The regulator has also worked with regulators in other Gulf countries to try to reduce intra-GCC roaming charges.
The CRA has put in place the necessary regulatory instruments to ensure the effective implementation of the regulators' decisions.
The CRA president is happy with the range and quality of mobile services available in the country, but says there is more scope for improvement in fixed business to business services. "In B2B services, prices have remained high, including prices of international connectivity, IP virtual private networking (VPN) and Internet VPN," he says.
"The fixed residential sector has continued to grow, but prices remain high, limiting uptake of more advanced services. Still, Qatar has one of the highest fiber-to-the-home (FTTH) penetration rates in the world, with roughly 95% of households passed."
In an effort to find out what customers want, the CRA conducted a survey of Qatar's telecomms user base. The survey was conducted for the CRA by AMRB, an independent market research firm, and helped gain more insight into consumers’ level of satisfaction with their telecommunications services.
Amongst the findings, 22% of those surveyed said prices were low or very low; 12% said prices were high or very high and 65% found services to be moderately priced. Residents categorised as ‘mainstream’ had a more favourable perception of pricing than residents defined as ‘transient’ in the survey.
"The survey found that while a majority of telecommunications users in the country are generally satisfied with the quality of service provided by their service providers, pricing, rate plans, and complaint resolution were cited as key areas for improvement," explains Al Mannai. "In addition, about one-fifth of consumers surveyed believe prices of various services in Qatar to be low or very low. Consumers believe international calling and roaming charges to be particularly expensive."
The findings, he says, have been shared with Ooredoo and Vodafone, which have expressed a willingness to work with CRA to address challenges and concerns highlighted by consumers in the survey. In addition, audits of the two providers' mobile services are conducted to verify compliance with coverage obligations and to benchmark the quality of service offered. "The audits show some areas of improvement and other areas where quality has declined," the president says.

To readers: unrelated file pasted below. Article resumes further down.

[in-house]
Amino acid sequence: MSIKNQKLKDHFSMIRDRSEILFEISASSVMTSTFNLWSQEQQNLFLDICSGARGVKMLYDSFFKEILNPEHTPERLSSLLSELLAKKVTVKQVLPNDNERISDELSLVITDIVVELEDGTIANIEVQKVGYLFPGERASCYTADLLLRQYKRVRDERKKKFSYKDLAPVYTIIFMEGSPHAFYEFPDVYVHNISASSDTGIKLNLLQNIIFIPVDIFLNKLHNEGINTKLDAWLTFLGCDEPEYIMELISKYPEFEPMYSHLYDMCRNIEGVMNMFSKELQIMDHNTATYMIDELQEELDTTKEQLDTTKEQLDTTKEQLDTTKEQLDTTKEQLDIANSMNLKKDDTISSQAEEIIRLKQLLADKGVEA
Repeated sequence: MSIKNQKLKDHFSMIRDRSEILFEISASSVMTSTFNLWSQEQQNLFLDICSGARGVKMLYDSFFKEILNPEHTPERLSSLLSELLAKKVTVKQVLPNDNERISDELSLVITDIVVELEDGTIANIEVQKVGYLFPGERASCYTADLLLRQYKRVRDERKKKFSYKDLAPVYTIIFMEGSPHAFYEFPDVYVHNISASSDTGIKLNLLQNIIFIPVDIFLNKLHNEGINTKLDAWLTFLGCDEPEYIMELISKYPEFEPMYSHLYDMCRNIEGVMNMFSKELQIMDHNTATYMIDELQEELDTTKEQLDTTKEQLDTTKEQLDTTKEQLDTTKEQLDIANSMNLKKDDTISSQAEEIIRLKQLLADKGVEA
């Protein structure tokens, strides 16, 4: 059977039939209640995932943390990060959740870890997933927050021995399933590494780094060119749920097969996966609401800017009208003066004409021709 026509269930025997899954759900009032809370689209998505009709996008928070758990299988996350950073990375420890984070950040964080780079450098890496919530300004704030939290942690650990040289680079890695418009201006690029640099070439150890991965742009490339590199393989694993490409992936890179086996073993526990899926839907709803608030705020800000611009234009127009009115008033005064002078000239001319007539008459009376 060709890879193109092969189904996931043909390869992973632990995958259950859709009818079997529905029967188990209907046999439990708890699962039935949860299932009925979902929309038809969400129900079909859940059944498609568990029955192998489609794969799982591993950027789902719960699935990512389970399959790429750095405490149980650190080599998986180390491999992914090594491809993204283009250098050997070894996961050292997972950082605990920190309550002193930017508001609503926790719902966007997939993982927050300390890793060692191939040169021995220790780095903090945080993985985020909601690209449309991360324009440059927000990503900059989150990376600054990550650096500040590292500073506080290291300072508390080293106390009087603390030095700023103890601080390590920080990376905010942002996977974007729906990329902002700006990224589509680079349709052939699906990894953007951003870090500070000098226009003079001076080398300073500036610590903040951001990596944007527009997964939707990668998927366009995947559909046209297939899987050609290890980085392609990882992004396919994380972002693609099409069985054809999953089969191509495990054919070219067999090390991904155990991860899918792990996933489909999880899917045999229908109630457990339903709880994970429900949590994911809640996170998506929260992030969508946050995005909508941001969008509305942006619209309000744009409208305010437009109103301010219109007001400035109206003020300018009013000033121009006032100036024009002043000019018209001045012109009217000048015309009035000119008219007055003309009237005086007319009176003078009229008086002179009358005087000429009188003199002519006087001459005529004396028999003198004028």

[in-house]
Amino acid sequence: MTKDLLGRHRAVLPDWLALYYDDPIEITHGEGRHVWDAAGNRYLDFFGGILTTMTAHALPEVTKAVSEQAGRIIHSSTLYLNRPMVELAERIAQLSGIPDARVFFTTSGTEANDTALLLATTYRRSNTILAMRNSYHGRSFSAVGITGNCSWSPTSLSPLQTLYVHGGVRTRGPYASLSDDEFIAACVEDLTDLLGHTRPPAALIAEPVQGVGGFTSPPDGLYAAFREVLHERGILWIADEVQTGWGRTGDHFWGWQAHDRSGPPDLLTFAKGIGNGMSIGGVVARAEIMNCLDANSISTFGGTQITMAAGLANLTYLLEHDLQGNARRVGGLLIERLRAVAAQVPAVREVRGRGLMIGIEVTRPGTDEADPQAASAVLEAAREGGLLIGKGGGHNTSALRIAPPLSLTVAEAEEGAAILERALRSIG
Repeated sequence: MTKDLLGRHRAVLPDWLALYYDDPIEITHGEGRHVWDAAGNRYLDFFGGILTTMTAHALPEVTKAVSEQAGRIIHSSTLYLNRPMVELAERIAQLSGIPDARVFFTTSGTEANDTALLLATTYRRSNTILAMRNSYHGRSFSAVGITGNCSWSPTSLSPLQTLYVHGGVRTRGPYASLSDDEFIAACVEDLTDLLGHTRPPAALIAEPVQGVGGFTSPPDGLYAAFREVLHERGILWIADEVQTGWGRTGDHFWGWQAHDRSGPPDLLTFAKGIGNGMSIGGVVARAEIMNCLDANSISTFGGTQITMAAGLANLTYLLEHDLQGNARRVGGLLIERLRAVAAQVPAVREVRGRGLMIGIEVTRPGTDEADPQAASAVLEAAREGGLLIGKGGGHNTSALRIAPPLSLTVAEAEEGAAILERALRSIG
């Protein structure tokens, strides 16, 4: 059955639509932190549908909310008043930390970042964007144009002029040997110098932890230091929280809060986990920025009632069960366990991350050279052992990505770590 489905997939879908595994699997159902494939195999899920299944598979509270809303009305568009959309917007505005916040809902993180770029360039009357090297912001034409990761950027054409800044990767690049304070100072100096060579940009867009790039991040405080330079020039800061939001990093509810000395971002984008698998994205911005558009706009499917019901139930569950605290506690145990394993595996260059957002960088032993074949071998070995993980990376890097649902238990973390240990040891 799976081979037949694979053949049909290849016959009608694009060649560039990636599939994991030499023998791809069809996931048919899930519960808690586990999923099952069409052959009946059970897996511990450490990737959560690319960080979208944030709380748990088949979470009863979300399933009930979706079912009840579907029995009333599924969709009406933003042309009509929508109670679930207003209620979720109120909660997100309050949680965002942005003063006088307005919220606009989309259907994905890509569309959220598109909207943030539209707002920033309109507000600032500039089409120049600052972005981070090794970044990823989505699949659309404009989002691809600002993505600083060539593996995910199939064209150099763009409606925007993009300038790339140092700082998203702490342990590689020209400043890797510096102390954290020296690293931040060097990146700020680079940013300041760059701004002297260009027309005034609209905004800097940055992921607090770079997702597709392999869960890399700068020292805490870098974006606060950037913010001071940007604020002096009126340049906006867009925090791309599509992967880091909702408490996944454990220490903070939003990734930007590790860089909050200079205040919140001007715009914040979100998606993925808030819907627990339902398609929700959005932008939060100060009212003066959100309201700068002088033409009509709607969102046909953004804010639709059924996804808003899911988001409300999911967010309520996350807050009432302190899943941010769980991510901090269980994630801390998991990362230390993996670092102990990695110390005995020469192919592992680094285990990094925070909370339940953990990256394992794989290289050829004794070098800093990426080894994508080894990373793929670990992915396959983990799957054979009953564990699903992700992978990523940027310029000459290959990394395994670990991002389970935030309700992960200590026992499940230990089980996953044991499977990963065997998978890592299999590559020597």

Fibre broadband connections have now surpassed copper in the country, with 10 Mbps download speeds as a minimum. Ooredoo’s fibre network is expected to cover the whole of Qatar by the end of 2016. Both mobile service providers have launched 4G/LTE and LTE+ networks.
THe CRA's most recent big initiative is the Civil Passive Infrastructure Access Regulation. Issued by the Communications Regulatory Authority (CRA) in June 2015, it was published in the Official Government Gazette on November 29, 2015. The regulation establishes general obligations governing access to passive civil infrastructure required to support the delivery of telecommunications services in the country.
"This regulation sets out minimum terms and conditions under which a provider will make the passive civil infrastructure available to those seeking access, as well as the terms and conditions the seeker must meet," explains Al-Mannai. "The regulation also has provisions for monitoring and ensuring compliance.
The regulation is a result of consultations with stakeholders and aims to help resolve access-related issues and provide clarity on what infrastructure can be accessed. The regulation establishes the obligations of the access providers and access seekers and sets out the minimum terms and conditions to ensure all provisions are non-discriminatory in terms of product, price, process, and quality.
The regulation covers diverse infrastructure, including ducts, manholes, cable trays, telecom towers, masts, collocation facilities, cooling units, back-up generators, and electrical power connections. It stipulates clear guidelines on how a request for access must be initiated and processed. It specifies how the CRA will deal with non-compliance issues.
Al-Mannai sees telecomms as the wider enabler of ICT and is keen to see the telcos move towards offering enterprise, cloud and managed services. In fact, the CRA says it has a mandate to facilitate access to digital media and believes it's one of the very few regulators in the region with that kind of brief.
"We are evaluating our role in implementing this mandate, while addressing the challenges faced by telecommunication service providers, especially with their existing business models," Al-Mannai elaborates. "They are evaluating and evolving their business models based on continual changes in the businesses and products. CRA looks forward to addressing these changes and supporting new business models in a manner fair to consumers and service providers."